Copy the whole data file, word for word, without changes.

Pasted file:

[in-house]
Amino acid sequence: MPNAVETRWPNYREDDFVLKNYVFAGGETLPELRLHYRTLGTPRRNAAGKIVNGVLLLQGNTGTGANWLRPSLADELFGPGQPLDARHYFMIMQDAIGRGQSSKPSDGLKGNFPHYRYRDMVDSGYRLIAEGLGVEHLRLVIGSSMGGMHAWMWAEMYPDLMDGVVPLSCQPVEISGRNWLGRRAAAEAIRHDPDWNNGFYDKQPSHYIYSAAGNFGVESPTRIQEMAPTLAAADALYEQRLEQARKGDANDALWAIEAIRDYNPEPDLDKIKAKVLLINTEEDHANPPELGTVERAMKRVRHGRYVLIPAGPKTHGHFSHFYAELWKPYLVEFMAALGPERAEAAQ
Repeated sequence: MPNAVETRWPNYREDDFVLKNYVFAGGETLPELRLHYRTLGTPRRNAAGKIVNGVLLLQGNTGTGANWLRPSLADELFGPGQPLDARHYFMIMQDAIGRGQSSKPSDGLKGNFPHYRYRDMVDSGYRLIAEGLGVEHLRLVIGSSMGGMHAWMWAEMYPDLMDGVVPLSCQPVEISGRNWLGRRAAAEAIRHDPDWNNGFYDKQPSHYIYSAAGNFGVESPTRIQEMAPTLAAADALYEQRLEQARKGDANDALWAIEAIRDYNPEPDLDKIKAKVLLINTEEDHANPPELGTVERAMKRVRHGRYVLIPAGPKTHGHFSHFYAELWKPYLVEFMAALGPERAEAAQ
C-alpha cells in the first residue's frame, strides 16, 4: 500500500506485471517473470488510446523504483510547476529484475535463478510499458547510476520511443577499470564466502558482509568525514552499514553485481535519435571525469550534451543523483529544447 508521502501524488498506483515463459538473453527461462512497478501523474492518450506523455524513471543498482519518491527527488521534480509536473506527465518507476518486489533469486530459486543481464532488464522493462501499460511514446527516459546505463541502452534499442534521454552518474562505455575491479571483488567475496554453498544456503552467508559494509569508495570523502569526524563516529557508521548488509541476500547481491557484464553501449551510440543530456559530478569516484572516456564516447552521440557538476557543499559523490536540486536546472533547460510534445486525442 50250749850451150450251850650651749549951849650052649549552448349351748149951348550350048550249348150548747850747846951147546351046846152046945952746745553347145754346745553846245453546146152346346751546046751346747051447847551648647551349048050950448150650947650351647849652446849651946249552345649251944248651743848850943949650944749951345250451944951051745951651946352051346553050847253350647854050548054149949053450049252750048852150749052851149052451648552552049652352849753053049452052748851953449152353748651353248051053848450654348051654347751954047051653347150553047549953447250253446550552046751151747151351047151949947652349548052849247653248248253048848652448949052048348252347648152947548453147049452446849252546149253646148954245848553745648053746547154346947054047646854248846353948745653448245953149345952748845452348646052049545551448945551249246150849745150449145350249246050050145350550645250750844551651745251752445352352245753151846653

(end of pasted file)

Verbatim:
[in-house]
Amino acid sequence: MPNAVETRWPNYREDDFVLKNYVFAGGETLPELRLHYRTLGTPRRNAAGKIVNGVLLLQGNTGTGANWLRPSLADELFGPGQPLDARHYFMIMQDAIGRGQSSKPSDGLKGNFPHYRYRDMVDSGYRLIAEGLGVEHLRLVIGSSMGGMHAWMWAEMYPDLMDGVVPLSCQPVEISGRNWLGRRAAAEAIRHDPDWNNGFYDKQPSHYIYSAAGNFGVESPTRIQEMAPTLAAADALYEQRLEQARKGDANDALWAIEAIRDYNPEPDLDKIKAKVLLINTEEDHANPPELGTVERAMKRVRHGRYVLIPAGPKTHGHFSHFYAELWKPYLVEFMAALGPERAEAAQ
Repeated sequence: MPNAVETRWPNYREDDFVLKNYVFAGGETLPELRLHYRTLGTPRRNAAGKIVNGVLLLQGNTGTGANWLRPSLADELFGPGQPLDARHYFMIMQDAIGRGQSSKPSDGLKGNFPHYRYRDMVDSGYRLIAEGLGVEHLRLVIGSSMGGMHAWMWAEMYPDLMDGVVPLSCQPVEISGRNWLGRRAAAEAIRHDPDWNNGFYDKQPSHYIYSAAGNFGVESPTRIQEMAPTLAAADALYEQRLEQARKGDANDALWAIEAIRDYNPEPDLDKIKAKVLLINTEEDHANPPELGTVERAMKRVRHGRYVLIPAGPKTHGHFSHFYAELWKPYLVEFMAALGPERAEAAQ
C-alpha cells in the first residue's frame, strides 16, 4: 500500500506485471517473470488510446523504483510547476529484475535463478510499458547510476520511443577499470564466502558482509568525514552499514553485481535519435571525469550534451543523483529544447 508521502501524488498506483515463459538473453527461462512497478501523474492518450506523455524513471543498482519518491527527488521534480509536473506527465518507476518486489533469486530459486543481464532488464522493462501499460511514446527516459546505463541502452534499442534521454552518474562505455575491479571483488567475496554453498544456503552467508559494509569508495570523502569526524563516529557508521548488509541476500547481491557484464553501449551510440543530456559530478569516484572516456564516447552521440557538476557543499559523490536540486536546472533547460510534445486525442 50250749850451150450251850650651749549951849650052649549552448349351748149951348550350048550249348150548747850747846951147546351046846152046945952746745553347145754346745553846245453546146152346346751546046751346747051447847551648647551349048050950448150650947650351647849652446849651946249552345649251944248651743848850943949650944749951345250451944951051745951651946352051346553050847253350647854050548054149949053450049252750048852150749052851149052451648552552049652352849753053049452052748851953449152353748651353248051053848450654348051654347751954047051653347150553047549953447250253446550552046751151747151351047151949947652349548052849247653248248253048848652448949052048348252347648152947548453147049452446849252546149253646148954245848553745648053746547154346947054047646854248846353948745653448245953149345952748845452348646052049545551448945551249246150849745150449145350249246050050145350550645250750844551651745251752445352352245753151846653